1. Assess the Situation 

Once you experience an injury at your job, it’s essential to notify your employer and seek medical attention right away. Even if it may seem like a minor injury, it could have lingering problems if not treated promptly. This is why the best practice is to inform a superior ASAP to document the incident for  legal purposes later. Reporting your injury as soon as possible is crucial so that they can file a report to their insurance company. Remember, they are required to report injuries, and you are well within your rights to ask them to do so. 

In order to qualify for workers’ compensation, you’ll need to report your injury within specific legal timeframes. This is why it’s crucial to have a written report to back up your injury. According to the State of Minnesota’s workers’ compensation program, you need to report your injury or occupational disease to your employer within 14 days of injury. Occupational diseases are harder to report because they appear over time. The day you become aware of an occupational disease marks the start date of your workplace injury.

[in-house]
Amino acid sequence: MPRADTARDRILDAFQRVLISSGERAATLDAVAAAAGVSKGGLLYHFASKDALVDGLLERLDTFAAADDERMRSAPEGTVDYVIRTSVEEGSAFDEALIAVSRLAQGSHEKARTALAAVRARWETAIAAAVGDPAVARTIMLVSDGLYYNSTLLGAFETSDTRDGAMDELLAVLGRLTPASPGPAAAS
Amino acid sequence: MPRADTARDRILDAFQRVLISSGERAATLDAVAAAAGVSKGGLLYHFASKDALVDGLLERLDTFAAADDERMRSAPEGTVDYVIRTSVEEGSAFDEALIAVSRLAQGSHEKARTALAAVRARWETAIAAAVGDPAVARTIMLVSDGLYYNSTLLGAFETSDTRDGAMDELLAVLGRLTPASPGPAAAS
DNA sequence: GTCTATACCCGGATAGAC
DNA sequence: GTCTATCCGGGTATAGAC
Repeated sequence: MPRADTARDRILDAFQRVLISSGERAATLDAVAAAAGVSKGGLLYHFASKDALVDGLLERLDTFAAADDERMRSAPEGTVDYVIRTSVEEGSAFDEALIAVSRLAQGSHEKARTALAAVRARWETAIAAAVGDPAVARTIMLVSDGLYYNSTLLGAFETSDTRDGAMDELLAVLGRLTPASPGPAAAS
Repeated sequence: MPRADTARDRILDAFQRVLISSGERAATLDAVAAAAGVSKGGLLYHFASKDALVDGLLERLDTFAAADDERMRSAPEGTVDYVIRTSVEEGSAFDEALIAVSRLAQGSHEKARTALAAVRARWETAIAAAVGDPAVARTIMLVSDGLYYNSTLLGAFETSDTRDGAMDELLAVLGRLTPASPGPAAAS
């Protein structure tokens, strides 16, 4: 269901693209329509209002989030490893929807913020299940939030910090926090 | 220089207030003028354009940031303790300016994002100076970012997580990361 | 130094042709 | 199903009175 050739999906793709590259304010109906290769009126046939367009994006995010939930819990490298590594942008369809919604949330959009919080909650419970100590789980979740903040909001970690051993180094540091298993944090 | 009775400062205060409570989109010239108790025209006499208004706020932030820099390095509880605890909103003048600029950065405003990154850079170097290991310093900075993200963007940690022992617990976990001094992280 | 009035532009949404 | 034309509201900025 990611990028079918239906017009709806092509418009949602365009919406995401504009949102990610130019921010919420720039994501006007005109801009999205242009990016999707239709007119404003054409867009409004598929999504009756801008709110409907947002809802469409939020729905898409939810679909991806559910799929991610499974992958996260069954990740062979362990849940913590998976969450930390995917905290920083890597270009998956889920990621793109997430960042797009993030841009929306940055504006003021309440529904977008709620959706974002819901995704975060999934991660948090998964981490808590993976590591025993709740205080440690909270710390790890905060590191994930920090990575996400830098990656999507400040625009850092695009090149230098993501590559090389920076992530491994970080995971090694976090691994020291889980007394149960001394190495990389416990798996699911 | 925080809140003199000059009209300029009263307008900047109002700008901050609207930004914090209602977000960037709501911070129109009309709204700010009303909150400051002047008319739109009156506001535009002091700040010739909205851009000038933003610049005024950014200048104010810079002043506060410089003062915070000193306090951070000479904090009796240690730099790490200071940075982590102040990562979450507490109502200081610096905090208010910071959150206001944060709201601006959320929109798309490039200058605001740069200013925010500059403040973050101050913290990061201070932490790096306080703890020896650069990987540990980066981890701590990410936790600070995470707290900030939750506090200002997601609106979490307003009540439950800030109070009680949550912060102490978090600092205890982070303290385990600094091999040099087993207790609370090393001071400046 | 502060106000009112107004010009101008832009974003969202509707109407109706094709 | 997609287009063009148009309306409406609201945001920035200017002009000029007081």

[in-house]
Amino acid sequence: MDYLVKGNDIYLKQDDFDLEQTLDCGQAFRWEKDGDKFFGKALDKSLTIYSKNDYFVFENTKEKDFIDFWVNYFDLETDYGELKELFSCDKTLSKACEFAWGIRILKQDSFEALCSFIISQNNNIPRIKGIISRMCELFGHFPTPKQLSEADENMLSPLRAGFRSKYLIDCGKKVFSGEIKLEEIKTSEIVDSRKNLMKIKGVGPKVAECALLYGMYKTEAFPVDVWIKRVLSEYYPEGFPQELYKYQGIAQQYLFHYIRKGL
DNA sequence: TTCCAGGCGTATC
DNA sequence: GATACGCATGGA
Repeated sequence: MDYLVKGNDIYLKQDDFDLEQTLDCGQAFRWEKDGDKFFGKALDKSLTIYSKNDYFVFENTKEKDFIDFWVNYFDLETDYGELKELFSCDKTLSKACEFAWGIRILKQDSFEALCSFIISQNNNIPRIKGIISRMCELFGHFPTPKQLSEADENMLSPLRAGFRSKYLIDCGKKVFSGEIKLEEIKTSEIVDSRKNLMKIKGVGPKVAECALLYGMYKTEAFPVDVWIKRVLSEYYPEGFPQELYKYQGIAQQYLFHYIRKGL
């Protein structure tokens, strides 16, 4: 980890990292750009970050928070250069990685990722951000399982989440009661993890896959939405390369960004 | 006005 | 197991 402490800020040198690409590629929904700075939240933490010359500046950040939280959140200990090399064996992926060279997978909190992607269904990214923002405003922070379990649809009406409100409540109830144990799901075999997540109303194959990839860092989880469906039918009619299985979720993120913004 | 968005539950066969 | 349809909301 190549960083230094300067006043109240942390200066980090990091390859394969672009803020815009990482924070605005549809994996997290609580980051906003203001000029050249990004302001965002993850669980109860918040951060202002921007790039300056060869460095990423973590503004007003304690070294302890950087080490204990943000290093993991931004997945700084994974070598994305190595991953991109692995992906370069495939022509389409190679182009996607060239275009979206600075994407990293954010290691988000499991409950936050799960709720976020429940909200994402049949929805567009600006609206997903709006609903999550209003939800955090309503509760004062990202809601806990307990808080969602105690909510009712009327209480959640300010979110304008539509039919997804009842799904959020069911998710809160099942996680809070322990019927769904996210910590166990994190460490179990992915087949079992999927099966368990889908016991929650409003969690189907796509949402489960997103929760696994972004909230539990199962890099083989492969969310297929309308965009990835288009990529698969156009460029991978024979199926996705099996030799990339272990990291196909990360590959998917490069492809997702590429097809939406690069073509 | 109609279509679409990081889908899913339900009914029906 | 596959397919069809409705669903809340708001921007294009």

Your employer will then need to fill out a legal report called a First Report of Injury (FROI) form. It needs to be submitted to your employer’s workers’ compensation insurance company to continue to the next step.

Your company is also legally required to provide you with the Minnesota Workers’ Compensation System Employee Information Sheet. This form will provide essential resources, workers’ rights information, and numbers to call for assistance.

3. Connect With an Insurance Adjuster